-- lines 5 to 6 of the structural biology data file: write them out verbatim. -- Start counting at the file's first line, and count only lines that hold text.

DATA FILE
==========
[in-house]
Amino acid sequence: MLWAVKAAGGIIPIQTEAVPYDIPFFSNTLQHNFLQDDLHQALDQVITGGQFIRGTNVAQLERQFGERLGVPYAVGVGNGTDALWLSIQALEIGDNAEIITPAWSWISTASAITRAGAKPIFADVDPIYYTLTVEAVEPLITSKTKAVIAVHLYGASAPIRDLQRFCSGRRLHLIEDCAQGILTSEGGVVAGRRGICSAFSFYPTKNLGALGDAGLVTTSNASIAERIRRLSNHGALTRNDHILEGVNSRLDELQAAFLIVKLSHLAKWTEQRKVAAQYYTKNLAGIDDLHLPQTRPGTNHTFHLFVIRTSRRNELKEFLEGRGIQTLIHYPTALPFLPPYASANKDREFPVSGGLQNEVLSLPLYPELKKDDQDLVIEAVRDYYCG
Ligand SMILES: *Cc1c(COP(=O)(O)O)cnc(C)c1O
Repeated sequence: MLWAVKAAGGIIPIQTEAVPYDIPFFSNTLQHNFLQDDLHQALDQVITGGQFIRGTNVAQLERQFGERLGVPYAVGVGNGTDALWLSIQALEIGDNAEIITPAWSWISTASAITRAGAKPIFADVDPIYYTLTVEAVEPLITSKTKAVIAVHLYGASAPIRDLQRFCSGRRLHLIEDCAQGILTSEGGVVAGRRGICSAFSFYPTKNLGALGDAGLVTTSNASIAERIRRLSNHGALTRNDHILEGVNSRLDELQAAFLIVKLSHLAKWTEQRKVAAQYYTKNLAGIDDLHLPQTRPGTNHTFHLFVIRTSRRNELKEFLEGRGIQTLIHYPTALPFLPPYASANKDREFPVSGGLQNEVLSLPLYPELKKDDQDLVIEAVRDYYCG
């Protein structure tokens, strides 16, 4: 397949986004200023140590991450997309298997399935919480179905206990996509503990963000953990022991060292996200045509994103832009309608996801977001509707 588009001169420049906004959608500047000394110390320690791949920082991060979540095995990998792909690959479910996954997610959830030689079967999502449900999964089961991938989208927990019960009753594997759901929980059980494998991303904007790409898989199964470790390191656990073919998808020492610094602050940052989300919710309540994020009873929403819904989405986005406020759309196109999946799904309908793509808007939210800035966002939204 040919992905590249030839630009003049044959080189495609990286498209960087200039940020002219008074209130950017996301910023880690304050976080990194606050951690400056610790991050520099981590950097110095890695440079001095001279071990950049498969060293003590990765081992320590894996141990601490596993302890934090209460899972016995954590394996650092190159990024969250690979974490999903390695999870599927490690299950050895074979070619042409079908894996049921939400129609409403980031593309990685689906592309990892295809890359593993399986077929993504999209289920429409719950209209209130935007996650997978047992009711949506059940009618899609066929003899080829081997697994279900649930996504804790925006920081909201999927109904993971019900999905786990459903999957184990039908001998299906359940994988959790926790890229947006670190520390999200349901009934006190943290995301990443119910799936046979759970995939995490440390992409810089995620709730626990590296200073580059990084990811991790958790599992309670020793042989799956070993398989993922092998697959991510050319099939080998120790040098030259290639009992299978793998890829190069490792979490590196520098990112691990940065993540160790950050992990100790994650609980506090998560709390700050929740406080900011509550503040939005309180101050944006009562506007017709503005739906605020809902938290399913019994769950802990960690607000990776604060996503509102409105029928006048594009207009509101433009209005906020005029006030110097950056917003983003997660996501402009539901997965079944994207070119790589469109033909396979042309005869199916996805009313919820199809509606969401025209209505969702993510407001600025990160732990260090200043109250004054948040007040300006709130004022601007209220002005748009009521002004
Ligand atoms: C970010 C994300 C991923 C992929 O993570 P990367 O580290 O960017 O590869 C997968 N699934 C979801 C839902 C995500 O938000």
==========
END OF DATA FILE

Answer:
């Protein structure tokens, strides 16, 4: 397949986004200023140590991450997309298997399935919480179905206990996509503990963000953990022991060292996200045509994103832009309608996801977001509707 588009001169420049906004959608500047000394110390320690791949920082991060979540095995990998792909690959479910996954997610959830030689079967999502449900999964089961991938989208927990019960009753594997759901929980059980494998991303904007790409898989199964470790390191656990073919998808020492610094602050940052989300919710309540994020009873929403819904989405986005406020759309196109999946799904309908793509808007939210800035966002939204 040919992905590249030839630009003049044959080189495609990286498209960087200039940020002219008074209130950017996301910023880690304050976080990194606050951690400056610790991050520099981590950097110095890695440079001095001279071990950049498969060293003590990765081992320590894996141990601490596993302890934090209460899972016995954590394996650092190159990024969250690979974490999903390695999870599927490690299950050895074979070619042409079908894996049921939400129609409403980031593309990685689906592309990892295809890359593993399986077929993504999209289920429409719950209209209130935007996650997978047992009711949506059940009618899609066929003899080829081997697994279900649930996504804790925006920081909201999927109904993971019900999905786990459903999957184990039908001998299906359940994988959790926790890229947006670190520390999200349901009934006190943290995301990443119910799936046979759970995939995490440390992409810089995620709730626990590296200073580059990084990811991790958790599992309670020793042989799956070993398989993922092998697959991510050319099939080998120790040098030259290639009992299978793998890829190069490792979490590196520098990112691990940065993540160790950050992990100790994650609980506090998560709390700050929740406080900011509550503040939005309180101050944006009562506007017709503005739906605020809902938290399913019994769950802990960690607000990776604060996503509102409105029928006048594009207009509101433009209005906020005029006030110097950056917003983003997660996501402009539901997965079944994207070119790589469109033909396979042309005869199916996805009313919820199809509606969401025209209505969702993510407001600025990160732990260090200043109250004054948040007040300006709130004022601007209220002005748009009521002004
Ligand atoms: C970010 C994300 C991923 C992929 O993570 P990367 O580290 O960017 O590869 C997968 N699934 C979801 C839902 C995500 O938000």